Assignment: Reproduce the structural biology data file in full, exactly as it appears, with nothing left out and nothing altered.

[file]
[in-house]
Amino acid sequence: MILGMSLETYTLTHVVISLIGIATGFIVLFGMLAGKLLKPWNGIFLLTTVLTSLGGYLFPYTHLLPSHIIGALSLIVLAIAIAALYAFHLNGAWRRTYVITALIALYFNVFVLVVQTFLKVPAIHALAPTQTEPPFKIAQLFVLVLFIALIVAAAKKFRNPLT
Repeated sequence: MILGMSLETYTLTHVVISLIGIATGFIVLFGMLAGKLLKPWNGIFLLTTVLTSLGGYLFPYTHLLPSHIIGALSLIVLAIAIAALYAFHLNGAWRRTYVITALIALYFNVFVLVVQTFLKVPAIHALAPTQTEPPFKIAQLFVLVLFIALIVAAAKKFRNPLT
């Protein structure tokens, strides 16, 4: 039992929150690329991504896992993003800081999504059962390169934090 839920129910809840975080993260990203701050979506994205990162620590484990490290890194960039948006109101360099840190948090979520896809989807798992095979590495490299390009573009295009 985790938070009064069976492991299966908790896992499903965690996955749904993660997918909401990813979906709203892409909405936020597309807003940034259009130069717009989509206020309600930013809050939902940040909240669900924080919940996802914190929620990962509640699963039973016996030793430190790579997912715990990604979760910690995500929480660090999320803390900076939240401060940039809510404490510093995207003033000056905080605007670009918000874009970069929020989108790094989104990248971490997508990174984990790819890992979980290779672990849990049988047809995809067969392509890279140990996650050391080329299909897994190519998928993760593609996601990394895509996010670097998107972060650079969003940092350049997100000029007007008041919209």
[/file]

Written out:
[in-house]
Amino acid sequence: MILGMSLETYTLTHVVISLIGIATGFIVLFGMLAGKLLKPWNGIFLLTTVLTSLGGYLFPYTHLLPSHIIGALSLIVLAIAIAALYAFHLNGAWRRTYVITALIALYFNVFVLVVQTFLKVPAIHALAPTQTEPPFKIAQLFVLVLFIALIVAAAKKFRNPLT
Repeated sequence: MILGMSLETYTLTHVVISLIGIATGFIVLFGMLAGKLLKPWNGIFLLTTVLTSLGGYLFPYTHLLPSHIIGALSLIVLAIAIAALYAFHLNGAWRRTYVITALIALYFNVFVLVVQTFLKVPAIHALAPTQTEPPFKIAQLFVLVLFIALIVAAAKKFRNPLT
């Protein structure tokens, strides 16, 4: 039992929150690329991504896992993003800081999504059962390169934090 839920129910809840975080993260990203701050979506994205990162620590484990490290890194960039948006109101360099840190948090979520896809989807798992095979590495490299390009573009295009 985790938070009064069976492991299966908790896992499903965690996955749904993660997918909401990813979906709203892409909405936020597309807003940034259009130069717009989509206020309600930013809050939902940040909240669900924080919940996802914190929620990962509640699963039973016996030793430190790579997912715990990604979760910690995500929480660090999320803390900076939240401060940039809510404490510093995207003033000056905080605007670009918000874009970069929020989108790094989104990248971490997508990174984990790819890992979980290779672990849990049988047809995809067969392509890279140990996650050391080329299909897994190519998928993760593609996601990394895509996010670097998107972060650079969003940092350049997100000029007007008041919209």